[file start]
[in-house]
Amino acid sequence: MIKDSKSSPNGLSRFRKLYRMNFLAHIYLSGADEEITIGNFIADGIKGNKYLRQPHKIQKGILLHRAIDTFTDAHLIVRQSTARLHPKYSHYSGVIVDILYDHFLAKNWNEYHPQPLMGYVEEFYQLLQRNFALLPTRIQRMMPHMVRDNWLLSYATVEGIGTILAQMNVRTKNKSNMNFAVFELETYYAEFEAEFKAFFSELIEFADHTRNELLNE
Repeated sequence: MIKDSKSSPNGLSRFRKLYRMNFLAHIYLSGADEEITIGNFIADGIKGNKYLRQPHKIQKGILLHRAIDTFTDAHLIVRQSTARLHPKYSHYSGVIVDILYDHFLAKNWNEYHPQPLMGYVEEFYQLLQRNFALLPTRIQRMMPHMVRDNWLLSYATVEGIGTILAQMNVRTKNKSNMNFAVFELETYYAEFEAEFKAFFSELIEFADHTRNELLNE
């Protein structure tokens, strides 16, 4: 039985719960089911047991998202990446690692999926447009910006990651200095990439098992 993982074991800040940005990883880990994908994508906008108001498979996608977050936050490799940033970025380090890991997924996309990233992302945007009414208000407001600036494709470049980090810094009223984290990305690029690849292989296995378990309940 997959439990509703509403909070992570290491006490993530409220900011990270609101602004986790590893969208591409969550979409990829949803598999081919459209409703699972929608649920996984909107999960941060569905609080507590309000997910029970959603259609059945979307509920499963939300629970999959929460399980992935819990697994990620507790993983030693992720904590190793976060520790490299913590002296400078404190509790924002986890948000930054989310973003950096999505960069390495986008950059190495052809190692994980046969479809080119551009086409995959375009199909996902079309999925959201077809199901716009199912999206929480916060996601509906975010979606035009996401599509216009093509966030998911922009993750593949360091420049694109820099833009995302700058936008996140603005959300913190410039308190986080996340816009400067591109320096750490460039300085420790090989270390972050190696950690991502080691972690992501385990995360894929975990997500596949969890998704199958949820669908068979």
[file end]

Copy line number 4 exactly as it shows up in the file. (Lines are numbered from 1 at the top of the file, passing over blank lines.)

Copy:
């Protein structure tokens, strides 16, 4: 039985719960089911047991998202990446690692999926447009910006990651200095990439098992 993982074991800040940005990883880990994908994508906008108001498979996608977050936050490799940033970025380090890991997924996309990233992302945007009414208000407001600036494709470049980090810094009223984290990305690029690849292989296995378990309940 997959439990509703509403909070992570290491006490993530409220900011990270609101602004986790590893969208591409969550979409990829949803598999081919459209409703699972929608649920996984909107999960941060569905609080507590309000997910029970959603259609059945979307509920499963939300629970999959929460399980992935819990697994990620507790993983030693992720904590190793976060520790490299913590002296400078404190509790924002986890948000930054989310973003950096999505960069390495986008950059190495052809190692994980046969479809080119551009086409995959375009199909996902079309999925959201077809199901716009199912999206929480916060996601509906975010979606035009996401599509216009093509966030998911922009993750593949360091420049694109820099833009995302700058936008996140603005959300913190410039308190986080996340816009400067591109320096750490460039300085420790090989270390972050190696950690991502080691972690992501385990995360894929975990997500596949969890998704199958949820669908068979």